Q. Many of your books are centered around water. Even in The Last Stand, a book about George Armstrong Custer, you began the story with a boat on the Missouri River. What draws a individual who grew up in Pittsburgh to stories of the sea?
A. When I was a kid we’d spend a week or so of every summer at my grandparents’ house on Cape Cod, and that’s where I got the sailing bug. About an hour outside of Pittsburgh was a man-made lake at Moraine State Park, and that’s where my brother and I spent much of our teenage years racing Sunfish.
Q. Have you ever had the opportunity to sail in the waters of Northern Michigan?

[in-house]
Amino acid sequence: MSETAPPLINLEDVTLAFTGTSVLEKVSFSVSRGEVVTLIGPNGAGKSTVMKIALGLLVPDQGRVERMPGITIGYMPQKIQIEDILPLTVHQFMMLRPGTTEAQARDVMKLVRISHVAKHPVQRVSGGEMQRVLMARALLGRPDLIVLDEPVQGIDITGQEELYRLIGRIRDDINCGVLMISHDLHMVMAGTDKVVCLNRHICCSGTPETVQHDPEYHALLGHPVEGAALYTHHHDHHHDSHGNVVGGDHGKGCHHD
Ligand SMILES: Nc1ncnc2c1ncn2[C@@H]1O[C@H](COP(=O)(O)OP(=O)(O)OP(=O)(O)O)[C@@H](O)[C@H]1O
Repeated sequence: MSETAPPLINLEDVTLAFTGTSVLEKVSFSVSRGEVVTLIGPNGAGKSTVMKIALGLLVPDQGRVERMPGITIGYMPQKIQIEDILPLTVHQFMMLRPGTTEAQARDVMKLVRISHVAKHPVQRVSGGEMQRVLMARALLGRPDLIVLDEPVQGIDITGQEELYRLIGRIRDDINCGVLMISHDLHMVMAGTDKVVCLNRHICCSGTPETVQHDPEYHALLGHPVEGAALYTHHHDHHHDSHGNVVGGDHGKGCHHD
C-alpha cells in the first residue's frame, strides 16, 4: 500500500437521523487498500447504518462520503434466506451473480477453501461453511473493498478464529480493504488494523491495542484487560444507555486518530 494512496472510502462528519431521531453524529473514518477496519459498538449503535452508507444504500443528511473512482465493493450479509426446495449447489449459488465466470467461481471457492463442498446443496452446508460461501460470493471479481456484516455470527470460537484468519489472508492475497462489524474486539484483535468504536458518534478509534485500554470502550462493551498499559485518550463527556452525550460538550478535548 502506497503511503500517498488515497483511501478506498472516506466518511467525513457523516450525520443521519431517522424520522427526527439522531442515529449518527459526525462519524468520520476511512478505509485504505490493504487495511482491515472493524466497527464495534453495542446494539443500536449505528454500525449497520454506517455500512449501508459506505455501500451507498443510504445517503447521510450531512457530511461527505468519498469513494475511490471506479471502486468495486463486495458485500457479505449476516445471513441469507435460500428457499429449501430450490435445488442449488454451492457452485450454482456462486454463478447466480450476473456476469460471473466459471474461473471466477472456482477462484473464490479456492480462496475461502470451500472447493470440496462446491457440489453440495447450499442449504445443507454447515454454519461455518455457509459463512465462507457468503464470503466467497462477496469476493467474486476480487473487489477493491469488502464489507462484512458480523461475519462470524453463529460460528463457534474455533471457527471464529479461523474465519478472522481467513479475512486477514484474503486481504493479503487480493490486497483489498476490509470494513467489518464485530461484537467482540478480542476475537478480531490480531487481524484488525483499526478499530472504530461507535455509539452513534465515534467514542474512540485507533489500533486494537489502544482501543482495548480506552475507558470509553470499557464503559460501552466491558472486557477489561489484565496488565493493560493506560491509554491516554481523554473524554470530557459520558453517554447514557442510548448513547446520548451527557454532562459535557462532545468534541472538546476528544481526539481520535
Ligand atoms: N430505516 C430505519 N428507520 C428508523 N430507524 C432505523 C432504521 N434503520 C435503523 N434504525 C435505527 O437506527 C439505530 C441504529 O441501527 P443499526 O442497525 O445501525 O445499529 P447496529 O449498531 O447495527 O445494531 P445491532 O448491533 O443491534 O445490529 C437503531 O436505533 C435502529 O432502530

A. When our son Ethan was in high school he spent two summers playing the cello at Interlochen. My wife and I would take turns going up to Traverse City to visit him, and there was one time when Ethan and I took out a jet ski. So far, that’s the closest I've gotten to sailing in Northern Michigan.
Nathaniel Philbrick will be at the Traverse City Opera House on Tuesday, May 14. He will be joined on stage by special guest host Rich Fahle, founder and CEO of Astral Road Media and Bibliostar.RV. For ticket pricing and information, visit whartoncenter.com!